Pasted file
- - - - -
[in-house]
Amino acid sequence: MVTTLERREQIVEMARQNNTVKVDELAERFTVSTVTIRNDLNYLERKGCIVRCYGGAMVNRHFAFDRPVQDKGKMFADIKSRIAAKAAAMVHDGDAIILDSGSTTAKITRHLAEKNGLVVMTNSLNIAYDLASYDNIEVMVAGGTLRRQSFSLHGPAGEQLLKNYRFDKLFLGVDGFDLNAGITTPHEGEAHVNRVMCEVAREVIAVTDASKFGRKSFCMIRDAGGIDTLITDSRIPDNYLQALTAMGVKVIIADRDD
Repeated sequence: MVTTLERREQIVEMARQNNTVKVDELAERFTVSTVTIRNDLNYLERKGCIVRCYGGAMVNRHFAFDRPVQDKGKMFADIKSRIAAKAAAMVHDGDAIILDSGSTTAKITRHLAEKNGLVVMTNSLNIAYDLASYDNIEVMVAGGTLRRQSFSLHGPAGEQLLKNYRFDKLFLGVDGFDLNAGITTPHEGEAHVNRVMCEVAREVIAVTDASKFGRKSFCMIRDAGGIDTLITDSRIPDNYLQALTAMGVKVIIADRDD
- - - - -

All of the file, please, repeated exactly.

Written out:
[in-house]
Amino acid sequence: MVTTLERREQIVEMARQNNTVKVDELAERFTVSTVTIRNDLNYLERKGCIVRCYGGAMVNRHFAFDRPVQDKGKMFADIKSRIAAKAAAMVHDGDAIILDSGSTTAKITRHLAEKNGLVVMTNSLNIAYDLASYDNIEVMVAGGTLRRQSFSLHGPAGEQLLKNYRFDKLFLGVDGFDLNAGITTPHEGEAHVNRVMCEVAREVIAVTDASKFGRKSFCMIRDAGGIDTLITDSRIPDNYLQALTAMGVKVIIADRDD
Repeated sequence: MVTTLERREQIVEMARQNNTVKVDELAERFTVSTVTIRNDLNYLERKGCIVRCYGGAMVNRHFAFDRPVQDKGKMFADIKSRIAAKAAAMVHDGDAIILDSGSTTAKITRHLAEKNGLVVMTNSLNIAYDLASYDNIEVMVAGGTLRRQSFSLHGPAGEQLLKNYRFDKLFLGVDGFDLNAGITTPHEGEAHVNRVMCEVAREVIAVTDASKFGRKSFCMIRDAGGIDTLITDSRIPDNYLQALTAMGVKVIIADRDD